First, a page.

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To save endangered salmon, scientists use 20-year-old frozen sperm

British Columbia

In an effort to restore dwindling salmon stocks, the Spruce City Wildlife Association has partnered with the Carrier Sekani Tribal Council in Prince George to use 20-year-old cryogenically frozen salmon sperm to fertilize salmon eggs.

It's quite common for cryopreservation to be used with new technology, but it's extremely rare for it to be used with 20-year-old salmon sperm, said Maureen Ritter, managing director at Canada Cryogenetics Services.(Submitted by Spruce City Wildlife Association)

In an effort to restore dwindling salmon stock, the Spruce City Wildlife Association has partnered with the Carrier Sekani Tribal Council in Prince George to use 20-year-old cryogenically frozen salmon sperm to fertilize salmon eggs.

To ensure it gets a wide range of genetic diversity, the wildlife association's hatchery is using a mix of the decades-old sperm, also called milt, and combining it with more recently collected milt, in hopes of bolstering the number of chinook in the Endako River.

"I think that this is pretty groundbreaking stuff," said Dustin Synder, vice-president of the Spruce City Wildlife Association.

"The foresight the Carrier Sekani Tribal Council had years ago to take this, and, you know, they've been paying to have it stored for all these years, it was a pretty big thought and a pretty innovative situation."

The Carrier Sekani Tribal Council decided to try using the salmon milt it had been storing for 20 years after having it tested for motility and discovering it was still 80 per cent viable, said president Christina Ciesielski. (Submitted by Spruce City Wildlife Association)

This is the first time that 20 year-old cryogenically frozen salmon sperm has been used in B.C., Maureen Ritter, managing director at Canada Cryogenetics Services, told CBC Radio Westhost Sarah Penton.

It's quite common for cryopreservation to be used with new technology, but it's extremely rare for it to be used with 20-year-old materials, she added.

"The fact that they've actually pulled some out and used it is huge. They're testing it [and] they're reintroducing some of those genetics," said Ritter.

Low salmon numbers

While salmon numbers have been low for the past several years, this year was particularly bad. Poor returns were made worse by a massive rock slide in the Fraser River near Big Bar which, despite relief efforts, prevented many salmon from migrating.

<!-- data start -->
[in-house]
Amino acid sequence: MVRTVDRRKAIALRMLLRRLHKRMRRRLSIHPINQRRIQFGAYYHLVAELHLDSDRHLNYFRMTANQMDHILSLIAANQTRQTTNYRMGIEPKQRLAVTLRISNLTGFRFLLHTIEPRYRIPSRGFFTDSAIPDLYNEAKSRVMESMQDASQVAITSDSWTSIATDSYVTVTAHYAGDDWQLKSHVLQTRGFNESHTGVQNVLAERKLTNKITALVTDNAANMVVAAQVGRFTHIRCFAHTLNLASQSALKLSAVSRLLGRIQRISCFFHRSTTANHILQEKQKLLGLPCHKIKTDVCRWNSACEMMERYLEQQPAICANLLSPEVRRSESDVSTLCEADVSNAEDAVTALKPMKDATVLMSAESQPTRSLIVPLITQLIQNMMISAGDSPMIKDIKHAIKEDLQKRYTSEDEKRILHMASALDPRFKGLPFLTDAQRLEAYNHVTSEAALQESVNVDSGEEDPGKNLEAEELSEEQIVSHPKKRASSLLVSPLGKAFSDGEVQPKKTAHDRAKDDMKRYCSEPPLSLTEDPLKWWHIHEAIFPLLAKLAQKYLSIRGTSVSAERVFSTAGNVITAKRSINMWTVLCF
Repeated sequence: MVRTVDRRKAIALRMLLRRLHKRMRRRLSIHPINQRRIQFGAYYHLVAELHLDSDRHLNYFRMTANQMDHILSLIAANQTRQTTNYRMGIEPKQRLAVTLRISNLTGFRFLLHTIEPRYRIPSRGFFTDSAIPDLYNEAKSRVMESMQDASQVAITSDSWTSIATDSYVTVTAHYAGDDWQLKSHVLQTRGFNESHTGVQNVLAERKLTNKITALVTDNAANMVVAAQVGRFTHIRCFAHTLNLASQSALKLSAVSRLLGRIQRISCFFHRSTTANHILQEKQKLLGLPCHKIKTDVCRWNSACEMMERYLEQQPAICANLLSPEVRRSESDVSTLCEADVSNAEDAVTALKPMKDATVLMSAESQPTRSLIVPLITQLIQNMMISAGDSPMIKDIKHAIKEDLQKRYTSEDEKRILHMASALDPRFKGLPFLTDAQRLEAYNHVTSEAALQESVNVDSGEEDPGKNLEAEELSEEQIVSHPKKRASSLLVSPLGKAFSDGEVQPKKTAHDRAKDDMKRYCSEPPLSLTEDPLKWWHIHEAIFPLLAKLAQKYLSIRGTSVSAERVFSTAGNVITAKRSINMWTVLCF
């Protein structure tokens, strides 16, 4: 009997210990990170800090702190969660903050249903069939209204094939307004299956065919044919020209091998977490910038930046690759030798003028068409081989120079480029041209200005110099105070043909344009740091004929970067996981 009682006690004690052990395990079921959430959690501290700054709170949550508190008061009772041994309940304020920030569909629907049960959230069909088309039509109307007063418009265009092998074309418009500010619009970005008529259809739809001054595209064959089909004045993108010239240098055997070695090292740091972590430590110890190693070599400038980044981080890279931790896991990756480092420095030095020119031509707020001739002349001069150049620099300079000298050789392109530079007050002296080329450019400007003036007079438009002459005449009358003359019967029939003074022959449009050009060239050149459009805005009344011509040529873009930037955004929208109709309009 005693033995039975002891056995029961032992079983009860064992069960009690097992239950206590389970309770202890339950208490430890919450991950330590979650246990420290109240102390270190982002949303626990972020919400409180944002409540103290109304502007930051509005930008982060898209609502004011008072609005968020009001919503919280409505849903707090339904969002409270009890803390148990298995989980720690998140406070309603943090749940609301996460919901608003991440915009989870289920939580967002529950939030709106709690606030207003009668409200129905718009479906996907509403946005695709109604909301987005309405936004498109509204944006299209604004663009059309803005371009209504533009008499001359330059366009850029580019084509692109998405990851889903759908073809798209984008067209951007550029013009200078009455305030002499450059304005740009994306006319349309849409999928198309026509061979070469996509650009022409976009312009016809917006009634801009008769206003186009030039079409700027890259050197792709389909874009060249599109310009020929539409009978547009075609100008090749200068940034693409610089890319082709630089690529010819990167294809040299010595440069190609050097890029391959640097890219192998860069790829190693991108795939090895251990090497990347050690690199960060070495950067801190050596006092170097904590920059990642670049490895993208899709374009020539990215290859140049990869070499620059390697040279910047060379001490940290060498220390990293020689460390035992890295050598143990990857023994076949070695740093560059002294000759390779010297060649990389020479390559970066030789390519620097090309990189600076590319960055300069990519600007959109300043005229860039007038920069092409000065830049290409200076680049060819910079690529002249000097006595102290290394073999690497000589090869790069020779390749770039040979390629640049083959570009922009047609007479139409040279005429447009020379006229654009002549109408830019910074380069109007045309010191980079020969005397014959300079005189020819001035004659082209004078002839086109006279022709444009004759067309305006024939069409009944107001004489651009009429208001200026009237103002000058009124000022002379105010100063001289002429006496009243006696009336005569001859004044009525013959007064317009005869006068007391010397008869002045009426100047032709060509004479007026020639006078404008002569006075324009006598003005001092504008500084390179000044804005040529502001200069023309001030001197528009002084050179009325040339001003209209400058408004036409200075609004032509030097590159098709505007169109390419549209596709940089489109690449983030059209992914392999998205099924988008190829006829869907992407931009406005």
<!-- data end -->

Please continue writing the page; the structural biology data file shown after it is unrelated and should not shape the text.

After months of work by officials to try to open up the blockage in the river, approximately 170,400 salmon have swum past the slide.

"Thank goodness, there are some fish showing up for sure, but definitely a fraction of what there normally would be," said Snyder.

Twenty years ago, the Carrier Sekani Tribal Council decided to cryogenically freeze salmon sperm in case it needed it in the future. It hopes it will help build up low numbers of salmon today. (Photo submitted by Spruce City Wildlife Association)

"The goal with our hatchery is to make things better in the world of salmon. And so, when our stocks are already set as endangered by the committee on the status of endangered and threatened wildlife in Canada (COSEWIC), it really, really puts a damper on things when this sort of thing happens."

Christina Ciesielski, fisheries program manager for the Carrier Sekani Tribal Council, said it decided to try using the salmon milt it had been storing for 20 years after having it tested for motility and discovering it was still 80 per cent viable.

"It was a difficult decision. I mean we did wonder if we should just let them spawn naturally and maybe try next year and hope for more fish returning," said Ciesielski.

"We didn't even know if there would be any fish coming back to the Endako, but luckily they made it and some of them were pretty beat up and you could tell they had missing skin from their heads from down at the slide trying to get past."

Testing

So far, 2,000 eggs that were collected this year are being tested with the cryogenically stored milt.

They will know in about a month if it's successful. However, Snyder is very hopeful it will work.

"There's little to no enhancement going on in our region, so to be able to build these partnerships and do this sort of thing is is really, really innovative for us and gives us the confidence when we're successful in doing it to be able to do it more and build on it," he said.

With files from Sarah Penton and Radio West

Credit belongs to : www.cbc.ca

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